The 10 best-ever movies about club culture
Dance music sits at an interesting apex of popular culture – it’s big business, yet much-maligned and misunderstood by the mainstream media. Perhaps that’s why we’re yet to see a tent-pole film franchise built on the foundations of so-hot-right-now dance music (despite attempts like the new thriller Enter the Dangerous Mind (EDM), the upcoming Zac Efron vehicle We Are Your Friends and the deliriously low-rent DJ Girl).
But while we’re yet to see a Citizen Kane or Lawrence of Arabia for the dance music scene, that doesn’t mean there haven’t been some quality celebrations of club culture committed to celluloid. With the 2015 Academy Awards taking place this weekend, we thought we’d get in early and put forward our ten nominations for the ten Best Motion Pictures about Club Culture.
#10 “Party Monster” (2003)
The irony of this gritty film documenting the so-called ‘Club Kids’ of the late ‘80s/early ‘90s NYC scene is that very little screen time is dedicated to clubbing itself. Instead, Macaulay Culkin (as tragic club promoter Michael Alig) and Seth Green (as flamboyant sidekick James St James – who in real life penned the memoir Disco Bloodbath on which Party Monster is based) divide their time between looking “fabulous” and consuming an intimidating cocktail of whatever chemicals were in vogue at the time.
It’s not giving too much away to say that not everyone gets through to the end in one piece, but directors Fenton Bailey and Randy Barbato present the events through a non-judgemental eye. When they do hit the clubs they’re not afraid to get all anachronistic by littering the action with 2003-era electro bombs, and any film that reminds you how much of a tune Vitalic’s La Rock 01 is deserves its place in this illustrious company.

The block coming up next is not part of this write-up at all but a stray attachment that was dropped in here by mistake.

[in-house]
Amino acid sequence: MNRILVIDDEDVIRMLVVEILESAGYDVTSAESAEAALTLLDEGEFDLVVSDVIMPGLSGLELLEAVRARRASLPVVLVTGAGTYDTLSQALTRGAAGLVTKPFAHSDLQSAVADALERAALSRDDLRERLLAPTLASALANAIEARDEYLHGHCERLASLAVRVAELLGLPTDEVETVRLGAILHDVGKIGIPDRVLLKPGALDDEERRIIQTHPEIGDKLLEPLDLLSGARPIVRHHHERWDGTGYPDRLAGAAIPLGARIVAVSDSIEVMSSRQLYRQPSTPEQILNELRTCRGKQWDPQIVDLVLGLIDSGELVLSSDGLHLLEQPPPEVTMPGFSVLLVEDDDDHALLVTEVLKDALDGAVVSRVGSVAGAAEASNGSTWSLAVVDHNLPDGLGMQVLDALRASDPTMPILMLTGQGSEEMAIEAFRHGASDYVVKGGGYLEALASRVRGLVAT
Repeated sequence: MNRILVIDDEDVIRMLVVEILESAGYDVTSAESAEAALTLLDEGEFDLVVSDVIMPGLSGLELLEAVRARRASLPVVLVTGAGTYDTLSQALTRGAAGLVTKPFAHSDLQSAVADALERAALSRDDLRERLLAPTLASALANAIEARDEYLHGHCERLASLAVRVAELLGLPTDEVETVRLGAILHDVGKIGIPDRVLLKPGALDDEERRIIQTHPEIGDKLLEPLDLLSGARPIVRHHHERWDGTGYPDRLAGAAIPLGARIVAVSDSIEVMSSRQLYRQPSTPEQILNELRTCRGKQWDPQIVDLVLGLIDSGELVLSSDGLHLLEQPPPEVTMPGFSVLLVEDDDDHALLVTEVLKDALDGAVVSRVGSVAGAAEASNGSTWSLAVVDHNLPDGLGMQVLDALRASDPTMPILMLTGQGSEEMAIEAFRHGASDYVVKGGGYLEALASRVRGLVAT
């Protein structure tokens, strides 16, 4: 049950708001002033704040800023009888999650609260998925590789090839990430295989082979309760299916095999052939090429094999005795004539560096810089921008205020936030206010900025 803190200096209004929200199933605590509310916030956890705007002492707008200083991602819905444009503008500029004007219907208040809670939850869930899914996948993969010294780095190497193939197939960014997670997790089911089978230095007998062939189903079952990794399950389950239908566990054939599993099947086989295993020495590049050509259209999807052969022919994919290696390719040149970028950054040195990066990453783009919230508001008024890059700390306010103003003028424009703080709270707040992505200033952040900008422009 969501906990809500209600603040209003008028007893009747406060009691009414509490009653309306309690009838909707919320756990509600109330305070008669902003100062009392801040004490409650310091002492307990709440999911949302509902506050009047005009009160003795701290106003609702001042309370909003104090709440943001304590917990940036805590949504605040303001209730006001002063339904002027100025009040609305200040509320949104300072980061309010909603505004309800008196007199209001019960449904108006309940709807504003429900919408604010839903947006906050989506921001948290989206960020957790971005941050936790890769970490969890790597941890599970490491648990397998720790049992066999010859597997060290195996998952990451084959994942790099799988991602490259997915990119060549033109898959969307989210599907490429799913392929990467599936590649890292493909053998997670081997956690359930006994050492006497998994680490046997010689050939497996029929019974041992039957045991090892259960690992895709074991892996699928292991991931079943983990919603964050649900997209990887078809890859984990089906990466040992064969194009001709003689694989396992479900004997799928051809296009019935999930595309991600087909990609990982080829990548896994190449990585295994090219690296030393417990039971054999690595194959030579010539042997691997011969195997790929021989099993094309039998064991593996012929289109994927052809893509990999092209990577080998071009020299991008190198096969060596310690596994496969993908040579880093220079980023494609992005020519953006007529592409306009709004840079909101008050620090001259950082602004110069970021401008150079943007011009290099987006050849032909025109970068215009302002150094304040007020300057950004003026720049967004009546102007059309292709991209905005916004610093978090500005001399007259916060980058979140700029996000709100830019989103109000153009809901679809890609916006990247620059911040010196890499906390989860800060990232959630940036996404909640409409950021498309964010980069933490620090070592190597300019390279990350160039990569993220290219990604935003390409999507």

#9 “One Perfect Day” (2004)
One Perfect Day scrapes its way into this list for two reasons: it’s Australian, and it tackles the impossible task of trying to capture those moments of inspiration when an idea becomes a dancefloor bomb (though wisely skips over the hours-upon-hours of EQing kick-drum loops). The film itself is a mash-up of way too many plotlines and ideas, an A-list cast (Dan Spielman, Leeanna Wallsman, Abbie Cornish as a schoolgirl raver) doing their best in a story about a classical composer turning to dance music who comes up against a drug-dealing, club-owning record producer doing his best impersonation of a Bond supervillain.
Director Paul Currie’s love for rave culture is clear, though. He wisely surrounded himself with key players in the Melbourne scene – Josh “Addicted To Bass” Abrahams (score), Richie “Stereosonic” McNeill (music supervisor) and Phil Ransom (DJ hand double). And the film’s two climactic party scenes are stunning, including a doof staged by Green Ant, Psy-Harmonics and more at Cheltenham Salt Mines.
#8 “Groove” (2000)
Something of a poor transatlantic cousin to British film Human Traffic, which we’ll talk about a little later, Groove is a low-budget take on one night in San Francisco’s turn-of-the-century warehouse rave scene. The plot follows a pair of brothers who reunite at the titular rave – one an aspiring novelist reduced to writing instruction manuals instead of fulfilling his dream, the other a hardcore raver who proposes to his girlfriend on the d-floor but is harbouring a Very Big Secret.
This one enters the club film Hall of Fame off the back of its sterling cameo from John Digweed, who (SPOILER ALERT) turns up at the end to save the rave (as Diggers always does) with the Bedrock classic Heaven Scent, then disappears off into the night, presumably to save another rave – but not before bequeathing his fresh piece of Bedrock wax on the film’s aspiring DJ first. Oh, and fun fact: one of the stars’ names is Ari Gold. Bet Entourage fans love him.